Graduation Year


Document Type




Degree Name

Master of Arts (M.A.)

Degree Granting Department


Major Professor

Wendy L. Bedwell, Ph.D.

Committee Member

Walter Borman, Ph.D.

Committee Member

Doug Rohrer, Ph.D.

Committee Member

James K. Summers, Ph.D.


personality, measurement, response distortion, validity


One of the fundamental underlying assumptions of selection procedures is that the information gathered from applicants is accurate, and thus, will predict performance on the job (Donovan, Dwight, & Schneider, 2014; Schmitt & Sinha, 2011). As self-report instruments such as paper-and-pencil tests and unsupervised online surveys become more prevalent in organizational selection contexts (Truxillo & Bauer, 2011) due to ease of use and cost efficiency, the concern of applicants faking responses to inaccurately portray themselves as more highly desirable is increasingly critical (Hough, Oswald, & Ployhart, 2001). Depending on the exact magnitude of the particular selection event, this compromise of validity may cost an organization just as much as they stand to gain from an accurate self-report selection tool. The aim of this study is to test the viability of a video game platform designed to aid personnel selection by reducing faking. This thesis first outlines the most widely assessed predictors of job performance and briefly review the state-of-the-science of personality research in the context of employee selection. Then, a review of faking, drawing upon a model of faking proposed by McFarland & Ryan (2000), describes the impact it has on employee selection based on personality tests. Drawing upon Malone’s (1981) theory of intrinsic motivation as well as Sweller’s (1994) theory of cognitive load, I proposed the use of a video game platform as a counter-measure to faking selection assessments. Results suggest that participants are less able to fake personality assessments when assessed via video games as compared to online surveys.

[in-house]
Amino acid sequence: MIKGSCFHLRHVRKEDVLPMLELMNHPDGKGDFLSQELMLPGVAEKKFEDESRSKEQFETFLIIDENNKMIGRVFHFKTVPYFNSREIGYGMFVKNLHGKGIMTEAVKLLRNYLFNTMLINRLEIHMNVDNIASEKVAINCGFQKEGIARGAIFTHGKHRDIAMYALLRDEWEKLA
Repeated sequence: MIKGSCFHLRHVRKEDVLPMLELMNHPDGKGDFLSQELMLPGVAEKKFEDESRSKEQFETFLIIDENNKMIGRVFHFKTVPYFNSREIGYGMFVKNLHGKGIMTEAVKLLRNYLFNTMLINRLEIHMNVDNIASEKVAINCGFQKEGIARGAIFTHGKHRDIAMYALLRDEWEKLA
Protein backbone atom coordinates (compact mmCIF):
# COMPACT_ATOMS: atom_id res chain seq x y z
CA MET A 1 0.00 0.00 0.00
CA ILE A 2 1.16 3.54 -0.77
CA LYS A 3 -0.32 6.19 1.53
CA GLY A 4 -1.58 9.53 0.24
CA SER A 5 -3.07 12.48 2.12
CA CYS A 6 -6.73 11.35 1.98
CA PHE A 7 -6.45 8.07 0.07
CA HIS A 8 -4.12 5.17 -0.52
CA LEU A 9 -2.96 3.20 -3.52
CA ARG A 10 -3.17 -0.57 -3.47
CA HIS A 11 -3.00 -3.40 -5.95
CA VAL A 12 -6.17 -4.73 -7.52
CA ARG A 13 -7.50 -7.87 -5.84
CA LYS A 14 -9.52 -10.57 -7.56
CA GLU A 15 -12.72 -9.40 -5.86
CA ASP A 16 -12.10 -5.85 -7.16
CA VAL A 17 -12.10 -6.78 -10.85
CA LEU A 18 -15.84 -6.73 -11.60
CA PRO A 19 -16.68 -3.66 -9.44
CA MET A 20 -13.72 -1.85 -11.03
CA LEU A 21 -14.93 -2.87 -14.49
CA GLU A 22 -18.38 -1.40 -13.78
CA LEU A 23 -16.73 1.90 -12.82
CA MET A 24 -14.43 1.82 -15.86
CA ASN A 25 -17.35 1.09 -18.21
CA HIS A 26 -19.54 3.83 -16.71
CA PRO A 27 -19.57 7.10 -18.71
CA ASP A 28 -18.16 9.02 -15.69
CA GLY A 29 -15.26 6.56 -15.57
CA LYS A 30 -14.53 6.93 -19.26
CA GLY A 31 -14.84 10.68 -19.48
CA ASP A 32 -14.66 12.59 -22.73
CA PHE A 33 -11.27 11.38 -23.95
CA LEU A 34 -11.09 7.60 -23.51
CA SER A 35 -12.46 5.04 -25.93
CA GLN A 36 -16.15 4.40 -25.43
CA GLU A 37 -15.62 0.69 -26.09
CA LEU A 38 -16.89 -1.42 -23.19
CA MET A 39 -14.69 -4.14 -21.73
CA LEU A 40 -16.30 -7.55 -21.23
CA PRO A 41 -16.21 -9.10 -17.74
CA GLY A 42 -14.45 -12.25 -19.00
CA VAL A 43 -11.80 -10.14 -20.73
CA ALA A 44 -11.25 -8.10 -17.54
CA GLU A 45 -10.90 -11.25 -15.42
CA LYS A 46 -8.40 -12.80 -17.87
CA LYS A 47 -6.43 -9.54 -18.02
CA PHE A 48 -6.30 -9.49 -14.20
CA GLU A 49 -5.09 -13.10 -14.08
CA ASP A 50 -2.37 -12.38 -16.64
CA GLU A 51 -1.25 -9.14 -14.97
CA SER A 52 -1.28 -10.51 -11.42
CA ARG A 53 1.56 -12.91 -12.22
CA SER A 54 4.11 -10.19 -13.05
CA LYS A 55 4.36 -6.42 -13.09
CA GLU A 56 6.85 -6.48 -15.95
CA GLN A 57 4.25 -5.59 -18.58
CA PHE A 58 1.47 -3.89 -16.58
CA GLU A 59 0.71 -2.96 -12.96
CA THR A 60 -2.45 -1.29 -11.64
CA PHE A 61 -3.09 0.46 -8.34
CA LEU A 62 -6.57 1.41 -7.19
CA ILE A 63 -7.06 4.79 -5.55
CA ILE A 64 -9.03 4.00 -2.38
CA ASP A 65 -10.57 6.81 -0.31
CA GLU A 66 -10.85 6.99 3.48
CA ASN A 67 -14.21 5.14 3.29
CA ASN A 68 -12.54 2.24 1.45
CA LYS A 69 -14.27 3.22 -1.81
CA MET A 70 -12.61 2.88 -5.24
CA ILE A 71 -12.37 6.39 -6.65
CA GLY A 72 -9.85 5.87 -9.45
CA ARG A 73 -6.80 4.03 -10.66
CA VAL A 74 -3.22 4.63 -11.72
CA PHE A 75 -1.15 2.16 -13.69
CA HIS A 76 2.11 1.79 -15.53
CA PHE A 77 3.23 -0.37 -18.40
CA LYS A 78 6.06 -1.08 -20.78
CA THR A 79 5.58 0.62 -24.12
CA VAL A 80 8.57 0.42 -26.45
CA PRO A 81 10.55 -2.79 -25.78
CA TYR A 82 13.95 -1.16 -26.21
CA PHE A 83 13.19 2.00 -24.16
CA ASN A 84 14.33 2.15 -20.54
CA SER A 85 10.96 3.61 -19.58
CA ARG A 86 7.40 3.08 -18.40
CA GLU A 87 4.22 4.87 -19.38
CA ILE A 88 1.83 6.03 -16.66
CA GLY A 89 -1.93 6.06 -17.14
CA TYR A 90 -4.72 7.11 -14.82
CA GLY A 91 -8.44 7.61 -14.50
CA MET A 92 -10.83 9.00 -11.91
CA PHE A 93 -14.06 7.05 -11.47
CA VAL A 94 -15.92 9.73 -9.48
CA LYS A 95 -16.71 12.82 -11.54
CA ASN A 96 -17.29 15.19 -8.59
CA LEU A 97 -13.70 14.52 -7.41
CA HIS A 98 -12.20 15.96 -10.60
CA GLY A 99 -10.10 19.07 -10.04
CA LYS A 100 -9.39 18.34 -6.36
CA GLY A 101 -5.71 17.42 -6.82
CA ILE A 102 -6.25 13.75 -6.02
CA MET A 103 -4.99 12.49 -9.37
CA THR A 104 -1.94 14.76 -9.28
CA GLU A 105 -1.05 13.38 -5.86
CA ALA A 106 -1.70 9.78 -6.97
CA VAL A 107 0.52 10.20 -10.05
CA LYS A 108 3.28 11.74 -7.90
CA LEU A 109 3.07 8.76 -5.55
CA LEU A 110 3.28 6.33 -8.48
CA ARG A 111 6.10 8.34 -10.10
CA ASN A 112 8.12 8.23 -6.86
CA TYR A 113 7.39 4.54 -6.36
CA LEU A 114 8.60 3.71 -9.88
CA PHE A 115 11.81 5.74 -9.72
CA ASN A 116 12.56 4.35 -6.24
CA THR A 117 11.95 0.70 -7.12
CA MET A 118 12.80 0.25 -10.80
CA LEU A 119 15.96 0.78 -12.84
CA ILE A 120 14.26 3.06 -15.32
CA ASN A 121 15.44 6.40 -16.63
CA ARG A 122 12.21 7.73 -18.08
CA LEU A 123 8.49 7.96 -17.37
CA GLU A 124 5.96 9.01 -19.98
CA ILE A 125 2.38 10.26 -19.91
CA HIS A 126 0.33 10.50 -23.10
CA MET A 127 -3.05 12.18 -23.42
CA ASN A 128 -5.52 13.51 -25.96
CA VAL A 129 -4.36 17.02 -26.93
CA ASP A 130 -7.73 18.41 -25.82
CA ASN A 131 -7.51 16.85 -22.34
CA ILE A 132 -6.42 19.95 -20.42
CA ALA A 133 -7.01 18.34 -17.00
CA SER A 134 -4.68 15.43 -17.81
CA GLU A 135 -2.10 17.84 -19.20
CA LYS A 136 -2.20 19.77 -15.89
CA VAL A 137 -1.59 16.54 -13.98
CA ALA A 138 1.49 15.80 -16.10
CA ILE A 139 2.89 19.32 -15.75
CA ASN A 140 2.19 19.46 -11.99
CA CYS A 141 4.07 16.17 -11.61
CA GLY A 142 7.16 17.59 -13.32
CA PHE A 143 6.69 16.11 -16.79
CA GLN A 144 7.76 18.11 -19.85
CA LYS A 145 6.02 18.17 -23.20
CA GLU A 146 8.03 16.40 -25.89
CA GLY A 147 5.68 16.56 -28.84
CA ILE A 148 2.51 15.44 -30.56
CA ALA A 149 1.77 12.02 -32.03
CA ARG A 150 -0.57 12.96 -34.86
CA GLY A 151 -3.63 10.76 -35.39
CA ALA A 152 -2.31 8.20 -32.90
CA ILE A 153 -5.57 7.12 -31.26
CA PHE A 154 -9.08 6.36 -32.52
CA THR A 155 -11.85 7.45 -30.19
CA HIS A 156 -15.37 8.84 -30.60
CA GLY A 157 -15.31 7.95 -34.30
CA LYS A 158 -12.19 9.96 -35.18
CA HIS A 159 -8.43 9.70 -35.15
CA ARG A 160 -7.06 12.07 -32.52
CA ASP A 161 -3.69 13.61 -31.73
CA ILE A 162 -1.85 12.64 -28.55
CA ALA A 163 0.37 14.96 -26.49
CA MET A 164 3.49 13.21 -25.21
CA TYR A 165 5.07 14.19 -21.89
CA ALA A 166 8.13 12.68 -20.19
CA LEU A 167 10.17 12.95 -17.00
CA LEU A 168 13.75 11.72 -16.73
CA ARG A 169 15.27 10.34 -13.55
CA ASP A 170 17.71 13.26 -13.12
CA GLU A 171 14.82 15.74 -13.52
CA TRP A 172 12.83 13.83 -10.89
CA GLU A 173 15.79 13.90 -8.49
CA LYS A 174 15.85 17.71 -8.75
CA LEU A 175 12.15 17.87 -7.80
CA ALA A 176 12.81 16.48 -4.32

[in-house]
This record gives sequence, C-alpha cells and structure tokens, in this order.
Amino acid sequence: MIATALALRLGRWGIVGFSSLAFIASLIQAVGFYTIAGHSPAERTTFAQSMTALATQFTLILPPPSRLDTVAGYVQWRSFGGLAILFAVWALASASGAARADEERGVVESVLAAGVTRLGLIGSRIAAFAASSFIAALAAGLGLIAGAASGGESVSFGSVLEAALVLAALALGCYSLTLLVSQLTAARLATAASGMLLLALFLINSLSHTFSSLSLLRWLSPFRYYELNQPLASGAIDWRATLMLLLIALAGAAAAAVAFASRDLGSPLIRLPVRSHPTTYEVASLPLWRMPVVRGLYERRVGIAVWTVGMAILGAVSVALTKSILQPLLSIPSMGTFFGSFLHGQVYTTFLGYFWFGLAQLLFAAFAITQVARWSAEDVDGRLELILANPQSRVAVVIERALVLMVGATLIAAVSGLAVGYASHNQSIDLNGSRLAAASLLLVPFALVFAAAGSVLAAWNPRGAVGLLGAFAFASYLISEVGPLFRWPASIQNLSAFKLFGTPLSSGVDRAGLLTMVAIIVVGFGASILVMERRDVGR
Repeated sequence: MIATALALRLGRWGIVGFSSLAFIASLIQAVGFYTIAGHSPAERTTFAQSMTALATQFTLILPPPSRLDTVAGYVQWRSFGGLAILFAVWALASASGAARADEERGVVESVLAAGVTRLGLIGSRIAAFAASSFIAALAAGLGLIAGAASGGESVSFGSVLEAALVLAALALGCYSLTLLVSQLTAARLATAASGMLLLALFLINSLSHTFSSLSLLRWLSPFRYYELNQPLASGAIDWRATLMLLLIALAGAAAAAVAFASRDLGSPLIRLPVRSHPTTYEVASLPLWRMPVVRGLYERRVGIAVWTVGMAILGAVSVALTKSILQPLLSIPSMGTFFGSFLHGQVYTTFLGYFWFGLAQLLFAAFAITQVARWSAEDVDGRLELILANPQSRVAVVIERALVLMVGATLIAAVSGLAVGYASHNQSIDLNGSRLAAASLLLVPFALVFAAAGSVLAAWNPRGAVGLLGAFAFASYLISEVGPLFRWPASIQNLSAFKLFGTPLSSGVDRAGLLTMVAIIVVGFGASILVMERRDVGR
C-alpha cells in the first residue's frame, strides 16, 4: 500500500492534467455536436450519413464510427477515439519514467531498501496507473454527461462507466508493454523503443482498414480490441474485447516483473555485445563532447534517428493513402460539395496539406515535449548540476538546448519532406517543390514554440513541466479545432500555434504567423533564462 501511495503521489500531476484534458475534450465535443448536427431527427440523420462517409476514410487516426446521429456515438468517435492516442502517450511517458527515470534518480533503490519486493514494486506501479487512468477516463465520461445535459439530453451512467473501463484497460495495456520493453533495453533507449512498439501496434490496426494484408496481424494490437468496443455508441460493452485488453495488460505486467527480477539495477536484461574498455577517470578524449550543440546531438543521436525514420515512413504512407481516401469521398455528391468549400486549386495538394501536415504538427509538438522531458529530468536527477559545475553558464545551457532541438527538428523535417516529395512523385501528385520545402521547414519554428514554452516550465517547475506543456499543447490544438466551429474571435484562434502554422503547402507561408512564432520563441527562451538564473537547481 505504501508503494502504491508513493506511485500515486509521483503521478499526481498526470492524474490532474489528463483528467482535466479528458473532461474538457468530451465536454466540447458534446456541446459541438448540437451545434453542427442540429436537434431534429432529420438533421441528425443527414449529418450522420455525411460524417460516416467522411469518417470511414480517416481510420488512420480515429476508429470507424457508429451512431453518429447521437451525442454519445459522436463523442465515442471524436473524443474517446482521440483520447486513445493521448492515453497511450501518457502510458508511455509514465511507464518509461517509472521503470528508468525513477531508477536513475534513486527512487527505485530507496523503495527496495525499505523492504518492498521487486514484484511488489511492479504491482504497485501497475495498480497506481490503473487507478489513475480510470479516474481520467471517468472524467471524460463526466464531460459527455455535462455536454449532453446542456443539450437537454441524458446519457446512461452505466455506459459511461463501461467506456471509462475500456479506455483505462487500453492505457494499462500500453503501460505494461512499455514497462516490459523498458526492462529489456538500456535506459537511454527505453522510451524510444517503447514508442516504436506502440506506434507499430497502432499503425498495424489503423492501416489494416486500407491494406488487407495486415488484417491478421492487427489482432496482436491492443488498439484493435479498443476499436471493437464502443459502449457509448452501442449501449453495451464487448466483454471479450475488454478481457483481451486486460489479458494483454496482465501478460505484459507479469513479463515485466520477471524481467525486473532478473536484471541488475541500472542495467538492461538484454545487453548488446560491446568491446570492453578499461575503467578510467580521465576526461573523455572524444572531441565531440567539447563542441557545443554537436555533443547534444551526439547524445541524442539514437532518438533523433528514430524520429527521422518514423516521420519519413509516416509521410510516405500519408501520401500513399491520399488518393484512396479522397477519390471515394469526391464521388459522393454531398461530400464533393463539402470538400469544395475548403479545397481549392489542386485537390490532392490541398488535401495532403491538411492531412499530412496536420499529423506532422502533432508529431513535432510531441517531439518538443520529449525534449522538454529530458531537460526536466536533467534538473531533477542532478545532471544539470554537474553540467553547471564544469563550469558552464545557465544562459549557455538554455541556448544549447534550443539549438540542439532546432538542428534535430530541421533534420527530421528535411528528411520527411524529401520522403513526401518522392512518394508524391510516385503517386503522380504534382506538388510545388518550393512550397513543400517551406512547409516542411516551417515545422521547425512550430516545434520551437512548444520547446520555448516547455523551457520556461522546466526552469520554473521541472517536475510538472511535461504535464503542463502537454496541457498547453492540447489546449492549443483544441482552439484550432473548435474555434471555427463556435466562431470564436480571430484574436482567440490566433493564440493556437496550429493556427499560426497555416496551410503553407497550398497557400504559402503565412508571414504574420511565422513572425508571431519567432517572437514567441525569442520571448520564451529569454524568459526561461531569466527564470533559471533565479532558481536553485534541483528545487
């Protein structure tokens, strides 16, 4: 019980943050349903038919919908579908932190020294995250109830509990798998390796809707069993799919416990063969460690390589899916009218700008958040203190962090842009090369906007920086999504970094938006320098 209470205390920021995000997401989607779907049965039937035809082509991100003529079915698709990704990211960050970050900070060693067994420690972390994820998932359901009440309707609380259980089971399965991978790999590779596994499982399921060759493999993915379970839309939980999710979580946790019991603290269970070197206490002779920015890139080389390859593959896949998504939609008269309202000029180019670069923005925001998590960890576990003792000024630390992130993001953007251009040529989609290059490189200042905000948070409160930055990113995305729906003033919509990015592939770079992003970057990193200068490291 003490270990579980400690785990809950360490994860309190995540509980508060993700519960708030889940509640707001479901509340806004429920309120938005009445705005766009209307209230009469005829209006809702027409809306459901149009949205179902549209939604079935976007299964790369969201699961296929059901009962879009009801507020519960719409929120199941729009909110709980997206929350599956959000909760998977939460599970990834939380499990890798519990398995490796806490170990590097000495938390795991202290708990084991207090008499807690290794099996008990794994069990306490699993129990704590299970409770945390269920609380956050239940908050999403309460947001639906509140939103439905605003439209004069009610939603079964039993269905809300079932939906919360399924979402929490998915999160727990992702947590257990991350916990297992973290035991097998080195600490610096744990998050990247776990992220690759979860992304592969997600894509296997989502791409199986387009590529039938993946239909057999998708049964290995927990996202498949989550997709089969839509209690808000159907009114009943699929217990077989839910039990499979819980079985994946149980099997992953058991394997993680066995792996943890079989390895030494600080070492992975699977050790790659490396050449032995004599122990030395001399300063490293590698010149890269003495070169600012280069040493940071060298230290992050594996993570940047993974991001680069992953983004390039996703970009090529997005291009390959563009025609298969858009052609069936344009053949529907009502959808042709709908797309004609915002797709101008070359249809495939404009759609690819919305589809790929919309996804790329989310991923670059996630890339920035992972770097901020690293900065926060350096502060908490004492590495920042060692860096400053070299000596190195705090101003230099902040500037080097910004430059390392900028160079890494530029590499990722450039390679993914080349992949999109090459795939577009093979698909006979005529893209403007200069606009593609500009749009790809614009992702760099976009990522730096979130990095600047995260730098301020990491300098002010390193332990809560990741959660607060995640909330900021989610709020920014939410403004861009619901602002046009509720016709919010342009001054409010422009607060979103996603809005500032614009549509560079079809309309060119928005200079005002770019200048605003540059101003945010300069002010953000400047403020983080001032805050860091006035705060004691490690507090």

Included in

Psychology Commons